On June 15th a group of business leaders and politicians gathered on Boston’s waterfront to celebrate the completion of a 17-floor skyscraper with a glass façade that reflected the glistening waters of Boston Harbor. 

The reason the building was being built on this spot is that Massachusetts has spent over $5 billion to clean up the harbor that is now providing almost $100 billion in ecosystem services, plus making the waterfront Boston’s premier spot for downtown development.

Gov. Charlie Baker drove home the point: “I think this is the third or fourth groundbreaking ceremony I have attended on the waterfront in just the past three weeks.”

Then, turning toward Boston Mayor Marty Walsh he asked, “Do you get to keep all those taxes?”

The governor hit the nail on the head. For the past 50 years developers have been building giant skyscrapers on Boston’s waterfront because that is where they could get the greatest return for their short-term investments.

Prior to the ‘70s, most old urban waterfronts had been crowded with crumbling warehouses, derelict buildings, empty parking lots and were generally considered to be places you didn’t want to be caught in – day or night. 

It was actually the New England Aquarium that ushered in Boston’s era of waterfront development. And construction has continued all around the filled-in periphery of the city ever since.

Some of the developers must have known about global warming. The information has been around for those same 50 years, but the economic benefits were just too enticing for anyone to suggest that it might be safer to build skyscrapers on land that wouldn’t be flooded in 30 years. 

Others had a more cavalier attitude. At one recent meeting a scientist pointed out that the tunnel Boston had just built during the $14 billion Big Dig, was now susceptible to sea level rise.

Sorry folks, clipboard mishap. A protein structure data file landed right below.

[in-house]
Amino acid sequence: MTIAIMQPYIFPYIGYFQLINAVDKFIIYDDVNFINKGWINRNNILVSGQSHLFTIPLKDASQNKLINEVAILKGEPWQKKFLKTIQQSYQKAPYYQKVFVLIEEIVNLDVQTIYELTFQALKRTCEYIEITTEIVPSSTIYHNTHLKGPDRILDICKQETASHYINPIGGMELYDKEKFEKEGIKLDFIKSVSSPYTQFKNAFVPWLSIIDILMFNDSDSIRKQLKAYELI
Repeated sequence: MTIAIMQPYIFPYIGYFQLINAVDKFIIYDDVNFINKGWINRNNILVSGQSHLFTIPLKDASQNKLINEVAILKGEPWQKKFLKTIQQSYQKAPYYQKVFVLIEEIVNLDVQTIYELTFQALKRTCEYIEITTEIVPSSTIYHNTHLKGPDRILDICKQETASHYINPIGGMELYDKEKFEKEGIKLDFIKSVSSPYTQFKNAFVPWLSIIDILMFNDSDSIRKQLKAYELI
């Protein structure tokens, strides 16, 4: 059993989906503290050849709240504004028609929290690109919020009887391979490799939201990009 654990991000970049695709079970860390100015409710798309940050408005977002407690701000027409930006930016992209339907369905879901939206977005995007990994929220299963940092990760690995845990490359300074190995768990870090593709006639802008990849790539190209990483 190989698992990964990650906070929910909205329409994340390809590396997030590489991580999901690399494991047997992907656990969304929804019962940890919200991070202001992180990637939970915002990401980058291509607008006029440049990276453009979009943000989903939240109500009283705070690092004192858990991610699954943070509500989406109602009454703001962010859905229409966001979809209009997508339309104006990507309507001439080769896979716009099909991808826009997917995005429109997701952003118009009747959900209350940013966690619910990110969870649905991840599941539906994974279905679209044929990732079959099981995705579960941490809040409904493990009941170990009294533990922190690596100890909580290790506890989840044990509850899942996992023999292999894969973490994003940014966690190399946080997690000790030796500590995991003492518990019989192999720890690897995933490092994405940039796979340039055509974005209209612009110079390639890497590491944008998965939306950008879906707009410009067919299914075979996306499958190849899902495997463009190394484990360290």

“Oh that’s OK,” intoned a fellow engineer. “All we have to do is re-elevate the highway!” 

The fact of the matter is that major cities like Boston, New York and Miami have spent close to a trillion dollars on waterfront development over the past 50 years building, ensuring that their metropolises have become too big to fail.

Boston alone has added over a 1,000 acres of filled land, the equivalent of Manhattan’s Central Park. The land already floods a dozen times a year compared to two or three times just 50 years ago.

That fact was seared into the public’s brain when cars flooded, dumpsters floated and harbor water cascaded down the stairs of the MBTA’s Aquarium Station in December 2018.

Boston planning official Richard McGinnis reflected big cities’ attitude when he asked the rhetorical question, “How do you retreat from billions of dollars in assets? It’s just not practical.”

The city is planning to raise over a billion dollars for seaport defenses, which is the same amount of money the governor hopes to raise from his real estate transfer tax over the next 10 years. 

This will leave peanuts for smaller cities like those on the North and South Shores – to say nothing of rural areas like Plum Island and Cape Cod that, according to a recent study, will require $7 billion to protect itself from sea level rise.

Other cities have similar situations. New York, being New York, has already raised more than $20 billion for waterfront improvements plus a Staten Island seawall. But it says it needs another $10 billion to protect lower Manhattan. 

All these things can be done, but it leaves very little left for places like barrier beach islands. The cheapest way to preserve the role of such islands as barriers to protect mainland cities will be to gradually convert them into public lands, open to all, as part of the natural heritage of mankind. 

Bill Sargent is a North Shore science writer and contributing columnist. His most recent book, 20,000 Years on the Merrimack River is available in local bookstores and through http://plumislandoutdoors.org, and at www.ingramcontent.com

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